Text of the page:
6.4.3 Importer or owner chooses to forfeit the food

The importer or owner of the imported food may consent to forfeit a thing that was seized. This is considered a voluntary forfeiture [(SFCA s.35, FDA s.27(1), HAA 46(2)]. Refer to section 6.2.6 forfeiture of a thing (automatic, by consent or by Minister's election) in the Operational Guideline – Food regulatory response guidelines.

6.4.4 Importer or owner does not take any action within the date specified on the notice or within 90 days (if no date was specified)

If no action is taken by the importer or owner within the time specified on the notice or if no period was specified , within 90 days after the date on which the notice was delivered or sent the food commodity is automatically forfeited to her Majesty in right of Canada and maybe disposed, as the Minister may direct [(SFCA s. 32(3), FDA s.27.2 (3) or HAA s.18 (3)]. Refer to section 6.2.6 forfeiture of a thing (automatic, by consent or by Minister's election) in the Operational Guideline – Food regulatory response guideline.

When a food is forfeited to her Majesty under SFCA s. 32(3), FDA s.27.2 (3), or HAA s. 18(3) the Crown becomes owner of the food and may take possession and move the food to a different location. The food may remain at the location of the regulated party only if they consent to store the food at that location until further action is taken.

There is no specific mechanism set out in the legislation regarding disposal of a forfeited food. The Minister has the discretion to decide how to dispose of a thing after it has been forfeited. The Authority to dispose forfeited food is delegated to the Inspection Manager and The Director of operations.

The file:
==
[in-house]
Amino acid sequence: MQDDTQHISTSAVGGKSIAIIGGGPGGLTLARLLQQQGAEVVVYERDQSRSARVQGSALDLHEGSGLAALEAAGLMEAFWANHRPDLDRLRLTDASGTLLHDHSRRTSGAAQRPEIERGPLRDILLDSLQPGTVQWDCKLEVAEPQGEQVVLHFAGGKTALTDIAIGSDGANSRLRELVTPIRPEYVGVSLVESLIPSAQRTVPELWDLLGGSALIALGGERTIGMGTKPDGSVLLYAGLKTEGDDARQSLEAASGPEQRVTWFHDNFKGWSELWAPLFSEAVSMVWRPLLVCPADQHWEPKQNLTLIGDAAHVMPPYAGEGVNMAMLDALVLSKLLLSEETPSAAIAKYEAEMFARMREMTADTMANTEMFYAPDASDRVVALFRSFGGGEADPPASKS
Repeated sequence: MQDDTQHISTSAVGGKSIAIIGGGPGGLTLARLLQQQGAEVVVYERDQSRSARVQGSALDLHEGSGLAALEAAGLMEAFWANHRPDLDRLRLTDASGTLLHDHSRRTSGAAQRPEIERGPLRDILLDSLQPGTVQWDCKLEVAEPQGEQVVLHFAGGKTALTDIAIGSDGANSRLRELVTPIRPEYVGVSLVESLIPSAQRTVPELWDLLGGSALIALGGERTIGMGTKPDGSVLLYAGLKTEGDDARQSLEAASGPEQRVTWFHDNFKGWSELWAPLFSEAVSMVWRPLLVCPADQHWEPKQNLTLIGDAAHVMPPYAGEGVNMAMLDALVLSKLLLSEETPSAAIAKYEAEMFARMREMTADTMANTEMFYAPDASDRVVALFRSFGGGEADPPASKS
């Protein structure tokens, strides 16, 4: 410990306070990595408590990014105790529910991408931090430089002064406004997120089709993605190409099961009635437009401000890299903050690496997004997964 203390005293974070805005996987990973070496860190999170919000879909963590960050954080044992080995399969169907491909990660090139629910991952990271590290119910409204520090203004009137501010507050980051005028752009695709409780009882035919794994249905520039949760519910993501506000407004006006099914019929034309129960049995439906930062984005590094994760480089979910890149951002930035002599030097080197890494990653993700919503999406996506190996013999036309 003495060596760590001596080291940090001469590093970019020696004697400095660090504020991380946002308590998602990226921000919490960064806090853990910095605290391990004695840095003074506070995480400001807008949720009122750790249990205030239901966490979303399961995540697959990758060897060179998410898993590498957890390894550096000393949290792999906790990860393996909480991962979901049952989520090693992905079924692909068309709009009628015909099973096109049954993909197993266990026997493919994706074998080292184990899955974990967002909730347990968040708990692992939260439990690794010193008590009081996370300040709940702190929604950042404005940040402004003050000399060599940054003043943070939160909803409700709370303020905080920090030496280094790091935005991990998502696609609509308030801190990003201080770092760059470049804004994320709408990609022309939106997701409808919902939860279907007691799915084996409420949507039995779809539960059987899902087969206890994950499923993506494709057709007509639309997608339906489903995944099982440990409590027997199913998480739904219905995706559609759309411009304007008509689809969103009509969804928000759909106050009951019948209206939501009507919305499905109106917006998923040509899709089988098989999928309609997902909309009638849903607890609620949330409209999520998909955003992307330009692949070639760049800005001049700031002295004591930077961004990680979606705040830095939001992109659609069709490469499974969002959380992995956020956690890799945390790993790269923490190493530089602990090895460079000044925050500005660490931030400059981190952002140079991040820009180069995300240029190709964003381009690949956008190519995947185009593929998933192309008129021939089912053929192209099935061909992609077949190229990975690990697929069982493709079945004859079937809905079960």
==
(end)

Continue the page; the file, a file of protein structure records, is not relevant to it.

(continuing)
While the disposal of the food is at the expense of the regulated party, there is no legal authority that would compel the regulated party to dispose of the food on the Crown's behalf.

Inspectors are strongly advised to consult with the Enforcement Investigation Services (EIS) prior to a forfeiture taking effect.

6.5 Suspending application of forfeiture

An inspector may suspend the application of forfeiture under the SFCA s.32(4), FDA s.27.2(4), or HAA s.18(4).

The suspension of forfeiture must be initiated prior to the date on which the forfeiture is automatically triggered. This is the date specified on the notice or if not date is specified, 90 days after the day the notice was delivered or sent. Once the application of forfeiture is suspended, the Notice to remove or destroy is still valid, but the food is not forfeited to her Majesty.

Note

While suspension is initiated earlier, it will only have legal effect once the notice to remove or destroy (or 90 days) has expired. Forfeiture only occurs once the notice to remove or destroy has expired.

Following suspension of the application of forfeiture, the importer or owner of the food is given an opportunity to bring the food into compliance. The duration of suspension will be determined by the inspector based on the details of the case. Prior to suspending the application of forfeiture, the inspector must be satisfied that the requirements of SFCA s.32(4), FDA s. 27.2(4), or HAA s.18(4) are met.

When determining to suspend an application of forfeiture, consider the factors in Table 2.

Once it is determined to suspend the application of forfeiture:

If the food is not brought into compliance by the end of the suspension period, and the notice to remove or destroy (or 90 days) has expired, it will automatically be forfeited to her Majesty and may be destroyed at cost to the importer or owner.

After the food is brought into compliance and before the expiry date of suspension, if the inspector is satisfied that requirements of SFCA s.32(5), FDA s.27.2(5), or HAA s.18 (5) are met, the inspector can move to cancel the Notice to remove or destroy.

See examples of unlawful imports and application of SFCA 32 in Appendix 3.

6.6 Cancelling the Notice to remove or destroy

After the importer or owner of the food, to whom the Notice was issued, has brought the food into compliance, and the inspector is satisfied that the requirements of SFCA s. 32(5), FDA s. 27.2(5), or HAA s.18(5) are met, the inspector may cancel the notice.

Note

It is not necessary to suspend the forfeiture of the application, before cancelling the notice. Inspector may cancel the notice without suspending the forfeiture of the application, only after the requirements of SFCA s.32(5), FDA s. 27.2(5), or HAA s.18(5) are met.